It’s not like I had a lifelong dream to visit Lebanon. To be honest, I’d never given it a thought. Beirut is just not one of those vacation spots that pops up on most people’s bucket list.
I didn’t plan our Lebanon trip because of a desire to vacation, however. Instead, my colleagues and I wanted to travel to the front line of the Syrian refugee crisis, and see what is going on.
And Lebanon is on the front line. In fact, it shares a long border with Syria, and for the last five years, has borne the brunt of much of the civil war’s fallout. It has received the second-most number of refugees from the conflict — over 1.5 million people.
That number sounds abstractly high by itself, but when you consider the fact that the country of Lebanon only had a population of 4 million before the war, then you can see how all-consuming the crisis has become for the Lebanese.
Everywhere we went, we heard how difficult the Syrian crisis has been on the hosting community. We found municipalities which are overwhelmed by water, electricity, and sewage needs. We discovered overcrowded schools and hospitals. And we heard ordinary citizens worry about the future.
Despite all that, the Lebanese are doing their best to serve the needs of their Syrian neighbors. We met a number of highly committed and dedicated Lebanese men and women who were spending large amounts of time to care for the refugees amongst them. We saw multiple NGOs (non-governmental organizations) at work in the country, providing family planning assistance, health care, education, vocational training, and more.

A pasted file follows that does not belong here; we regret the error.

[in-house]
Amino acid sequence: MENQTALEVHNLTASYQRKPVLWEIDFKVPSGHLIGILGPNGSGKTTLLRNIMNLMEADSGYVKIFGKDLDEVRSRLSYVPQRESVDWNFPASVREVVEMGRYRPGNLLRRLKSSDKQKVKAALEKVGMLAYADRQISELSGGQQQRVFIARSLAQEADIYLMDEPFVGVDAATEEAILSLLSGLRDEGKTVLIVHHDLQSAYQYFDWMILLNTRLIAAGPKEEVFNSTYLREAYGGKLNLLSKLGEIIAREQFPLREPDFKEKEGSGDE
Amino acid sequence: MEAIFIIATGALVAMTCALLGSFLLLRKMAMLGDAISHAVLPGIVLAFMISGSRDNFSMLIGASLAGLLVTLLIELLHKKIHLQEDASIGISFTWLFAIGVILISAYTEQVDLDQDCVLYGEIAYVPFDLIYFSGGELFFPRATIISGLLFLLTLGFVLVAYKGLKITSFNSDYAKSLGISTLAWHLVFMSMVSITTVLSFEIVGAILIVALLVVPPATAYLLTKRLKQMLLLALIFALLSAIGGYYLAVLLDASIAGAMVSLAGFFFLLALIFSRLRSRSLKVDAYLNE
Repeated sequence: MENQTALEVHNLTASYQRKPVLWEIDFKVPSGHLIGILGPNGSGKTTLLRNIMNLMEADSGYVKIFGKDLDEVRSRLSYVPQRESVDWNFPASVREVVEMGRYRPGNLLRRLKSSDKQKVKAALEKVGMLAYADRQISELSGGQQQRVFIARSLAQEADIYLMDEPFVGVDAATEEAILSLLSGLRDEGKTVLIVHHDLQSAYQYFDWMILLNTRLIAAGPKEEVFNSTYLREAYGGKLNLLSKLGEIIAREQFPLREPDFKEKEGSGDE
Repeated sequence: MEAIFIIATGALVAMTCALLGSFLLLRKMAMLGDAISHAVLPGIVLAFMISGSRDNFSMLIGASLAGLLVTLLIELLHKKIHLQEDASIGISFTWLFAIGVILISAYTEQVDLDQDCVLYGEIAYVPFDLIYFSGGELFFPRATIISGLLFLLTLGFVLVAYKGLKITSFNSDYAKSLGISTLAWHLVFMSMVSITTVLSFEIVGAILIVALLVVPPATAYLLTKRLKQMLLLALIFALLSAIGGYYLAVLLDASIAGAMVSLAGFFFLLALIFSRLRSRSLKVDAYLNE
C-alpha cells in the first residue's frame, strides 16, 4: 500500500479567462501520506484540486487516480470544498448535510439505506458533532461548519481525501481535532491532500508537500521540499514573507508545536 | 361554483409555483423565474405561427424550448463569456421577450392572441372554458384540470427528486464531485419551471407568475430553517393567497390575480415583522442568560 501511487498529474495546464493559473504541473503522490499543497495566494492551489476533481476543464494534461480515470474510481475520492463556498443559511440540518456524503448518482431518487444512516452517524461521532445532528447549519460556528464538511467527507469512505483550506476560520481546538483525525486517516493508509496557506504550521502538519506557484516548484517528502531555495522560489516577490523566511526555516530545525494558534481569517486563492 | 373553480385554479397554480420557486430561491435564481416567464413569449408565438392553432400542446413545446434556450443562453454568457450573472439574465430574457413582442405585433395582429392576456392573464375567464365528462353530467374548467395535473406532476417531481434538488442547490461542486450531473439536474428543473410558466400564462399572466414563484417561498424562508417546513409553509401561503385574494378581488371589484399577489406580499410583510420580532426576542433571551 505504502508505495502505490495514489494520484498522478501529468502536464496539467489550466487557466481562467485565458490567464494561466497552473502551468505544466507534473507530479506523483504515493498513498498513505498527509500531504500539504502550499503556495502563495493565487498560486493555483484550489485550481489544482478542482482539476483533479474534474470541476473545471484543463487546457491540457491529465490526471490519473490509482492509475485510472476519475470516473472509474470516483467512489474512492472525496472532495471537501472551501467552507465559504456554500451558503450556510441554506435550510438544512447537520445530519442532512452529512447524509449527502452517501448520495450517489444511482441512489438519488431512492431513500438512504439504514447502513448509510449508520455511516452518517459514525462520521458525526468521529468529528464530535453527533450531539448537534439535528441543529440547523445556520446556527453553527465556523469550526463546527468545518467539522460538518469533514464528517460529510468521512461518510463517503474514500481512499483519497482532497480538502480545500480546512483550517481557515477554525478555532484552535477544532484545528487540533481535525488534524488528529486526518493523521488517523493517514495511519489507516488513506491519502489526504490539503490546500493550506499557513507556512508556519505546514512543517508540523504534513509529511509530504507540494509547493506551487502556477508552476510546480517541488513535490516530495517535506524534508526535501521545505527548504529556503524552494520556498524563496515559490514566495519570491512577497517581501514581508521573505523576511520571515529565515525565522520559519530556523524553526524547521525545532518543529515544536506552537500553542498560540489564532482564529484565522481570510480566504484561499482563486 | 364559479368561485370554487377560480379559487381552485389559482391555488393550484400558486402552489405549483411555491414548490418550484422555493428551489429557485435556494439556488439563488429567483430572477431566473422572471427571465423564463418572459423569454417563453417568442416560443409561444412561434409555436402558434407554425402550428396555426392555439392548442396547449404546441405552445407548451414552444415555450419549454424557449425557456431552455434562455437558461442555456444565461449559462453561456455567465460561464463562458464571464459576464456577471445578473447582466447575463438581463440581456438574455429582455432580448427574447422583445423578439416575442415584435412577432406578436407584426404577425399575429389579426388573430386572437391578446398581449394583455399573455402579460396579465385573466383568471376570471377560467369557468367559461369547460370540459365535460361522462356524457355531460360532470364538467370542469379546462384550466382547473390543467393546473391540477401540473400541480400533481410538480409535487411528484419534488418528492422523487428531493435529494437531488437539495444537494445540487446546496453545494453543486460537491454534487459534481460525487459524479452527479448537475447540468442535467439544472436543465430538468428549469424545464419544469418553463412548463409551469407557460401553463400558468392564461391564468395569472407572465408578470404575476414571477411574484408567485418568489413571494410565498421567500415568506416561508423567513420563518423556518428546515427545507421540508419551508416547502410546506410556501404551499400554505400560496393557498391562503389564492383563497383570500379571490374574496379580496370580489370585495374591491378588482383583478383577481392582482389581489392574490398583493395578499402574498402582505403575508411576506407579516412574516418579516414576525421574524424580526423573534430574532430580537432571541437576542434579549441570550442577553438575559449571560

Our team started calling these Lebanese folks we met, our “heroes.” They are doing their best to serve where they are needed. They are Christian — Maronite, Catholic, Orthodox, and Protestant. They are Muslim — Sunni and Shiite. They are Druze, atheist, Buddhist, and agnostic.
I sense that what unites them is a shared sense of vulnerability. In other words, the Lebanese people are intimately acquainted with suffering. They know what it is like to be displaced.
The Lebanese have vivid memories of two major disasters — the civil war of 1975-1990, and the Israel bombing of 2006. Both events displaced large numbers of Lebanese people, destroyed infrastructure, and destabilized civil society.
But the people of Lebanon received generous help from other peoples, survived the conflict, drew together, and forged a path forward for a hopeful future. There are lots of challenges still, to be sure, but the point is that the Lebanese know what it is like to be in need. They know what it’s like to have to rely on aid, on the kindness of others.
So when the Syrian people are in need, the Lebanese have resolved to receive them with open arms. They share, not only a common border, but a common future.
The same kind of logic is at work in the Torah. Time and time again, God’s law demands that the Israelites care for the alien and stranger. This is not an abstract rule; it is rooted in empathy. “You shall love the alien as yourself, for you were aliens in the land of Egypt" (Lev. 19:34).
The Israelites are to welcome the stranger in need because they have known what it is like to be a stranger in need.
And now let’s turn the spotlight on our own nation. Shouldn’t this country of immigrants, this motley collection of persecuted and battered refugees, which has found refuge in these amber waves of grain and purple mountains’ majesty, also open its doors to those who are now persecuted and battered? We share a common story of suffering and hope, a narrative of displacement and rebirth.
Why are we afraid of those who should remind us of ourselves? Why is the Statue of Liberty so dark these days?